8. Thanks guys... for those of you using more than 44.1... is there any particular reason?
  9. and why? I guess it has been trated to death here, but i am just taking stats to write in my blog....i dont want to discuss what is better, just to know what people is using.
  10. I am right thinking it all depends of the portion you look at right? Because in the horn player example, if i look at just the soft attack section, just before the swell, then for that section the peak is the same as the transient right? Maybe this is too picky but... Lets consider a snare hit... the transient would be the portion from silence to just before the peak? the portion from silence to the peak and back to silence? Just that highest point?
  11. So what do you guys whink about this definitions: Transient A non-repeating waveform, usually of much higher level than the surrounding sounds or average level. Good examples of transients include the attack of many percussion instruments, the "pluck" or attack part of a guitar note, consonants in human speech (i.e. "T"), and so on. Due to their higher-than-average level and fleeting nature, transients are difficult to record and reproduce, eating up precious headroom, and often resulting in overload distortion. Careful use of compression can help tame transients and raise average level, although over-compression will result in a dull, squashed, flat sound to the signal. Peak Generally the highest point. In audio this refers in various ways to the maximum audio signal. A sine wave has two peaks per cycle, which represent the maximum or peak amplitude or voltage (one is maximum in the positive direction while the other is maximum in the negative). Complex musical signals have peaks, which represent the loudest sections or moments. Transients in musical material are also referred to as peaks, though they are really a specific type of peak that has a very short duration of time. On a waveform display such as an oscilloscope audio peaks often look like the peaks of a mountain. Peaking is a word that is sometimes used to describe audio that has gone beyond some specified reference. For example, when the peak LED illuminates on a mixer or recorder the signal can be said to be peaking. This is closely associated with overloading, distortion, and clipping. Those are taken from sweetwater's glossary Would the transient be better defined as a sudden raise in level?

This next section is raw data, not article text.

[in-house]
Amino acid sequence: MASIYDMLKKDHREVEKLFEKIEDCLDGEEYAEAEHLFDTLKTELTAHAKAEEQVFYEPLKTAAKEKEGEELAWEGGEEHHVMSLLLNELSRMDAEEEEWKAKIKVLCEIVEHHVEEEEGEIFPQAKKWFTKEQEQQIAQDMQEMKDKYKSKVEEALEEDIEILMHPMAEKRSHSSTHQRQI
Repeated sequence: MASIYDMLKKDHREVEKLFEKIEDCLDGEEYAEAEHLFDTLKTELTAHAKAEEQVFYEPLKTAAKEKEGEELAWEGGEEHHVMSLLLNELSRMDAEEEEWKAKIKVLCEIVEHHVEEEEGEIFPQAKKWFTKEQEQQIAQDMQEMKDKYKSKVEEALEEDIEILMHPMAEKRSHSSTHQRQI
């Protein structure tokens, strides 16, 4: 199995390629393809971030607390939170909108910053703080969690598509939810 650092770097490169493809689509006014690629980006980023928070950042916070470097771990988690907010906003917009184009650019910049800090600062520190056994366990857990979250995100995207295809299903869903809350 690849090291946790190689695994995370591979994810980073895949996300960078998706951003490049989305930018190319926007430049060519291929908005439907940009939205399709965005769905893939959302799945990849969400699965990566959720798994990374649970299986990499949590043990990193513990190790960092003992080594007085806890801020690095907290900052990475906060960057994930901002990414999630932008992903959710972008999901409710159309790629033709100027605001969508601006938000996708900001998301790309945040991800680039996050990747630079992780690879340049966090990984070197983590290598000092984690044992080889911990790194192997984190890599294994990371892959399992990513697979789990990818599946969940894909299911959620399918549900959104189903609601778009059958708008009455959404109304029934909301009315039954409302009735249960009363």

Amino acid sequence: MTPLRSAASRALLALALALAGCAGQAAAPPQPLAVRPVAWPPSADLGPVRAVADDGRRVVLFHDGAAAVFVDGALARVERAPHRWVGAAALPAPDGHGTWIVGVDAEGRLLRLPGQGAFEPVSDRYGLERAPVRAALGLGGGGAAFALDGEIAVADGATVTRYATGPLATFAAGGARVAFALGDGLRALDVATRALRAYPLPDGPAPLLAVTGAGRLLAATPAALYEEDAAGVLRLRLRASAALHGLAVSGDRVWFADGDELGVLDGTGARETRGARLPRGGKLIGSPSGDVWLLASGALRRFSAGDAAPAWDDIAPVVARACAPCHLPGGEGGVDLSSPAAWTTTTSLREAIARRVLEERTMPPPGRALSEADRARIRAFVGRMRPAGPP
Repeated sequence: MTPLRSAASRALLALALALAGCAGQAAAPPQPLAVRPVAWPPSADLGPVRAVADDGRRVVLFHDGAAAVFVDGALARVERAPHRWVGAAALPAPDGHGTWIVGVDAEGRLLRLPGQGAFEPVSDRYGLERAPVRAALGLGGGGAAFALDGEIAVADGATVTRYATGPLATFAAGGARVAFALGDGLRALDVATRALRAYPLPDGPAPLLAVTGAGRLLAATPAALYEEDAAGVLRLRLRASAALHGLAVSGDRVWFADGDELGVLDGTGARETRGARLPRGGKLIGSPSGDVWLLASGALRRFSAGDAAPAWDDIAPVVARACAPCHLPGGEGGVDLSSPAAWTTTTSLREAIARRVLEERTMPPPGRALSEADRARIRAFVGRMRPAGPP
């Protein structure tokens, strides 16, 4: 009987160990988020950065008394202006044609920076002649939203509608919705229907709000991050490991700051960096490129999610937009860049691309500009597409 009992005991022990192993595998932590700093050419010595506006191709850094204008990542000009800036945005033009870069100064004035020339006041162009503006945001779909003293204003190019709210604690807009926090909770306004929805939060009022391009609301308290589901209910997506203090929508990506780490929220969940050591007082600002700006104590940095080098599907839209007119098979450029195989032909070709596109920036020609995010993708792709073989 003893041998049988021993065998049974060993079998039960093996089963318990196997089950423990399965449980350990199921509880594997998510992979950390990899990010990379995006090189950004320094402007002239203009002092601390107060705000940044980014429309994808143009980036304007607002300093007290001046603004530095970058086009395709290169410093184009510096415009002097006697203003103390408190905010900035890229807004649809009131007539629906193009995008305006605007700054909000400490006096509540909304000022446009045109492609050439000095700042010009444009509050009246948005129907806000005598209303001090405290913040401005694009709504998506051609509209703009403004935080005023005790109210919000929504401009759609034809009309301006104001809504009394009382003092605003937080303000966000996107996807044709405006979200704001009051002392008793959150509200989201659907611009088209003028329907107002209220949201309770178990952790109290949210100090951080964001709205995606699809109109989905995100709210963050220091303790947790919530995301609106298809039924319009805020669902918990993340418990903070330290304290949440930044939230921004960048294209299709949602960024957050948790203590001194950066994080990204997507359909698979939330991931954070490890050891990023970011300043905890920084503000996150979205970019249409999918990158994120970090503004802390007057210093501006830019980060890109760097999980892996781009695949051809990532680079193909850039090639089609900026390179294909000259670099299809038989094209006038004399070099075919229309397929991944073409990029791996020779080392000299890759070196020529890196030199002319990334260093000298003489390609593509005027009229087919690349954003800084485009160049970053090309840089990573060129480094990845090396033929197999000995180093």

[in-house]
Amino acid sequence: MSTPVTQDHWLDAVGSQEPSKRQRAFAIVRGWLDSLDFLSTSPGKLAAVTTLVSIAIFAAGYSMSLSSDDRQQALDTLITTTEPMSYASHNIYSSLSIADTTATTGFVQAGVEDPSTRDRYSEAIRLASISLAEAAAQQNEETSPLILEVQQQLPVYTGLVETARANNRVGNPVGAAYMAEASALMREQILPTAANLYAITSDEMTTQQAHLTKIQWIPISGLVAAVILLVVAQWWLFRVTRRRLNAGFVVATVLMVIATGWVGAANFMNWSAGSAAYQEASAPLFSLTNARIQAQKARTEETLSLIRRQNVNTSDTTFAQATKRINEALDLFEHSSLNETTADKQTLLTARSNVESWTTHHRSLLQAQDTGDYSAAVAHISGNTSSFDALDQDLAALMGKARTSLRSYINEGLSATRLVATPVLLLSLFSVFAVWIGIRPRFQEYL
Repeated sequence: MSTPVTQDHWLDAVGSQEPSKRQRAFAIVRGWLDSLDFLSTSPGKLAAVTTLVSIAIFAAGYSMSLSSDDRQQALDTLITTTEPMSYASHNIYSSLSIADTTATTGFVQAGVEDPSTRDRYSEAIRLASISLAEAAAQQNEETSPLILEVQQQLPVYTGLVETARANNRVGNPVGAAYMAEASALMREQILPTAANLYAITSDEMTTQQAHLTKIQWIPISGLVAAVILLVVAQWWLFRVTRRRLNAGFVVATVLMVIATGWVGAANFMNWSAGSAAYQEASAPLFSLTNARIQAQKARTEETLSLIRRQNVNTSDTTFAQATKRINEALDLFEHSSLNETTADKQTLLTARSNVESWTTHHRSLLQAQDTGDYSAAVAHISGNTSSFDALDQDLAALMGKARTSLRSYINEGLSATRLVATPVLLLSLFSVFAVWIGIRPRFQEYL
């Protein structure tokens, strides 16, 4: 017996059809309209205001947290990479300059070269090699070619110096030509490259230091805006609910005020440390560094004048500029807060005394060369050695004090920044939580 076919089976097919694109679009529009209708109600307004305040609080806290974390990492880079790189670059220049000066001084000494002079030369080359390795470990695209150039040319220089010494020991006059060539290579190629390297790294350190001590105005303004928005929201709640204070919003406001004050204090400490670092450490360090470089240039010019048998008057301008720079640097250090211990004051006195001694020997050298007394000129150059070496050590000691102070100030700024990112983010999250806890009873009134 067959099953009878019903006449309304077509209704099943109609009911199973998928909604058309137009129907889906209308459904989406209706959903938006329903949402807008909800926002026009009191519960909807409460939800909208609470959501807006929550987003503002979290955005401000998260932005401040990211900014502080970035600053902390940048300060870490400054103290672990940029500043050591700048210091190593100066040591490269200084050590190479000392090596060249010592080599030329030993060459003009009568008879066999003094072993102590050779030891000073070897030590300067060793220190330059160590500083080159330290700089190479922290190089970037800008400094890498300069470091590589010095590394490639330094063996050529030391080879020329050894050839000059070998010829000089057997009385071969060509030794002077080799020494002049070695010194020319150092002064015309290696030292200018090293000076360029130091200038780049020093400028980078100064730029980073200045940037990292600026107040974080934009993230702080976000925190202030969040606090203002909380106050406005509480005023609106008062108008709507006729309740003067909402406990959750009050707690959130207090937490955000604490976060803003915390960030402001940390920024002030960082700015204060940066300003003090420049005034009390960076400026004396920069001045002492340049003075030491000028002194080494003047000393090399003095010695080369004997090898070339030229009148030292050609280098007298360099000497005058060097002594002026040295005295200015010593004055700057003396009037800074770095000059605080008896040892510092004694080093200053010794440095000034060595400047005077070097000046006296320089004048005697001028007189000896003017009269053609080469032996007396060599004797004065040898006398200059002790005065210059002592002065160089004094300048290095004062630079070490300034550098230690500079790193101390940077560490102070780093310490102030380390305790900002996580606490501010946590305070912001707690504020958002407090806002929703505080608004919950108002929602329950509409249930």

12. By the way, why are you interested in this? Did I just solve a homework problem for you? No, its because i am writting in my audio blog in spanish. You can see it in my signature. Thanks a lot for your answers too.
  13. The transient isn't necessarily the peak, though often it is. Picture a horn player doing one of those soft attack then swell things. Kind of a little soft burp at the attack.The transient would still be that attack, but the peak most likely would be at the top of the swell. Thanks! It totally clarified it to me...